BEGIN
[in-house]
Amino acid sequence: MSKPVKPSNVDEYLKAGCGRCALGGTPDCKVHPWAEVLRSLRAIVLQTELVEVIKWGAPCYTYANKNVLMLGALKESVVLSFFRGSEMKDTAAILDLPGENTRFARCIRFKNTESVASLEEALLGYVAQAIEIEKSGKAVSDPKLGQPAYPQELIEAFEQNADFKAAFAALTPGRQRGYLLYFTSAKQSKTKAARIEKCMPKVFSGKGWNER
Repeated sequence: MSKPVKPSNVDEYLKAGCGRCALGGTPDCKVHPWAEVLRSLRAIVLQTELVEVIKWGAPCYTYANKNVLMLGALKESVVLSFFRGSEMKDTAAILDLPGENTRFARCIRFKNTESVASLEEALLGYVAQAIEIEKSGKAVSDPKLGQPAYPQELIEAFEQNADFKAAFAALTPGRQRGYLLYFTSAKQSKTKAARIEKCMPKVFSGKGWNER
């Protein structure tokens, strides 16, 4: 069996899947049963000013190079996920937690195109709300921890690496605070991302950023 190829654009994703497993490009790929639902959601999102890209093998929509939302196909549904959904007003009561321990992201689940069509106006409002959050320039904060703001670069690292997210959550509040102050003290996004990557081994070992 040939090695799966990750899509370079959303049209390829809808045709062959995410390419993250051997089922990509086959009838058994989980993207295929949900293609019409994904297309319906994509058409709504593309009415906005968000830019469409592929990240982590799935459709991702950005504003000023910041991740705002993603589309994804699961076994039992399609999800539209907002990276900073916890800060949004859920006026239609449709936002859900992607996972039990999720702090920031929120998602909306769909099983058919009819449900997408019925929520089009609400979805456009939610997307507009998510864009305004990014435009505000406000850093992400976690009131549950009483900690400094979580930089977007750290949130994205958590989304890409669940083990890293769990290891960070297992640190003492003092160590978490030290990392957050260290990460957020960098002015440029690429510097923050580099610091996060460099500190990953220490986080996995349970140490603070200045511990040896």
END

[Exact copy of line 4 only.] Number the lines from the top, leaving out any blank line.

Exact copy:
């Protein structure tokens, strides 16, 4: 069996899947049963000013190079996920937690195109709300921890690496605070991302950023 190829654009994703497993490009790929639902959601999102890209093998929509939302196909549904959904007003009561321990992201689940069509106006409002959050320039904060703001670069690292997210959550509040102050003290996004990557081994070992 040939090695799966990750899509370079959303049209390829809808045709062959995410390419993250051997089922990509086959009838058994989980993207295929949900293609019409994904297309319906994509058409709504593309009415906005968000830019469409592929990240982590799935459709991702950005504003000023910041991740705002993603589309994804699961076994039992399609999800539209907002990276900073916890800060949004859920006026239609449709936002859900992607996972039990999720702090920031929120998602909306769909099983058919009819449900997408019925929520089009609400979805456009939610997307507009998510864009305004990014435009505000406000850093992400976690009131549950009483900690400094979580930089977007750290949130994205958590989304890409669940083990890293769990290891960070297992640190003492003092160590978490030290990392957050260290990460957020960098002015440029690429510097923050580099610091996060460099500190990953220490986080996995349970140490603070200045511990040896």